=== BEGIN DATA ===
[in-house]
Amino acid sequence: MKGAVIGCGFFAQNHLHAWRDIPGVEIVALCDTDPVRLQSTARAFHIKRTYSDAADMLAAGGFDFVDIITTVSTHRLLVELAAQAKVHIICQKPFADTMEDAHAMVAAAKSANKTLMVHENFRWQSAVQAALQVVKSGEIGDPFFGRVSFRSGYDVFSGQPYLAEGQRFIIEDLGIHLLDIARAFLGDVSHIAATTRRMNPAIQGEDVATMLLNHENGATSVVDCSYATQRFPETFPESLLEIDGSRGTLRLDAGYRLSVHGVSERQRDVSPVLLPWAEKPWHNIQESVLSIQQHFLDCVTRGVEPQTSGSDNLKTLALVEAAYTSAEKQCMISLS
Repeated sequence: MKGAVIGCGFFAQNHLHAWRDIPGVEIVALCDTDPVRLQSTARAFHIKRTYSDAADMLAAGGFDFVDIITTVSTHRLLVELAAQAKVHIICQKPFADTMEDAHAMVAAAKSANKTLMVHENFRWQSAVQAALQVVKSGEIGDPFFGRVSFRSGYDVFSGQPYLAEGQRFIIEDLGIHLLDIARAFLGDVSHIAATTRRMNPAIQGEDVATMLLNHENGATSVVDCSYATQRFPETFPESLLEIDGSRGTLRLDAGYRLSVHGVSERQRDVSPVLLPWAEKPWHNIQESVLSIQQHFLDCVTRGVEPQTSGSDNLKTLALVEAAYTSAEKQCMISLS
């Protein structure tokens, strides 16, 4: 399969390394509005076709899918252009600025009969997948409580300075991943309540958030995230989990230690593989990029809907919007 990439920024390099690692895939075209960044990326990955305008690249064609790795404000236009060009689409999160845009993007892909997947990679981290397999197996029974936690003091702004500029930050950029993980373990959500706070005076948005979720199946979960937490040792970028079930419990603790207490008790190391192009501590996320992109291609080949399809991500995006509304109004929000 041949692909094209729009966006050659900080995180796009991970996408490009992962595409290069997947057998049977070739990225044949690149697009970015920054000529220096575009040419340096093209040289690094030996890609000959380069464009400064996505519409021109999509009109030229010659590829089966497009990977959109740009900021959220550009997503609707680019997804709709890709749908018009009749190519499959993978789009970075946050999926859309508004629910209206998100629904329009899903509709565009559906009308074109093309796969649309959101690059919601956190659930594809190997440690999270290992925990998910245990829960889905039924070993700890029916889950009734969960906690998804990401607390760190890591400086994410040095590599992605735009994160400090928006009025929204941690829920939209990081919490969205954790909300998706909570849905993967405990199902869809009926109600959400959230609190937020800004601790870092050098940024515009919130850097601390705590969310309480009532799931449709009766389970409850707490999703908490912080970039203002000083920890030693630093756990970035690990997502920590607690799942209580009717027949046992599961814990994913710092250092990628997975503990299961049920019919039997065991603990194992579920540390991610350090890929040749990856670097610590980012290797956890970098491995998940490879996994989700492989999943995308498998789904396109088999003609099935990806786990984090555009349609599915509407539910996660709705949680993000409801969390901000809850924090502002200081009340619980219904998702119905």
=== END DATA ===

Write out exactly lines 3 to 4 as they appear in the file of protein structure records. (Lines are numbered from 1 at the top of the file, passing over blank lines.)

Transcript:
Repeated sequence: MKGAVIGCGFFAQNHLHAWRDIPGVEIVALCDTDPVRLQSTARAFHIKRTYSDAADMLAAGGFDFVDIITTVSTHRLLVELAAQAKVHIICQKPFADTMEDAHAMVAAAKSANKTLMVHENFRWQSAVQAALQVVKSGEIGDPFFGRVSFRSGYDVFSGQPYLAEGQRFIIEDLGIHLLDIARAFLGDVSHIAATTRRMNPAIQGEDVATMLLNHENGATSVVDCSYATQRFPETFPESLLEIDGSRGTLRLDAGYRLSVHGVSERQRDVSPVLLPWAEKPWHNIQESVLSIQQHFLDCVTRGVEPQTSGSDNLKTLALVEAAYTSAEKQCMISLS
């Protein structure tokens, strides 16, 4: 399969390394509005076709899918252009600025009969997948409580300075991943309540958030995230989990230690593989990029809907919007 990439920024390099690692895939075209960044990326990955305008690249064609790795404000236009060009689409999160845009993007892909997947990679981290397999197996029974936690003091702004500029930050950029993980373990959500706070005076948005979720199946979960937490040792970028079930419990603790207490008790190391192009501590996320992109291609080949399809991500995006509304109004929000 041949692909094209729009966006050659900080995180796009991970996408490009992962595409290069997947057998049977070739990225044949690149697009970015920054000529220096575009040419340096093209040289690094030996890609000959380069464009400064996505519409021109999509009109030229010659590829089966497009990977959109740009900021959220550009997503609707680019997804709709890709749908018009009749190519499959993978789009970075946050999926859309508004629910209206998100629904329009899903509709565009559906009308074109093309796969649309959101690059919601956190659930594809190997440690999270290992925990998910245990829960889905039924070993700890029916889950009734969960906690998804990401607390760190890591400086994410040095590599992605735009994160400090928006009025929204941690829920939209990081919490969205954790909300998706909570849905993967405990199902869809009926109600959400959230609190937020800004601790870092050098940024515009919130850097601390705590969310309480009532799931449709009766389970409850707490999703908490912080970039203002000083920890030693630093756990970035690990997502920590607690799942209580009717027949046992599961814990994913710092250092990628997975503990299961049920019919039997065991603990194992579920540390991610350090890929040749990856670097610590980012290797956890970098491995998940490879996994989700492989999943995308498998789904396109088999003609099935990806786990984090555009349609599915509407539910996660709705949680993000409801969390901000809850924090502002200081009340619980219904998702119905």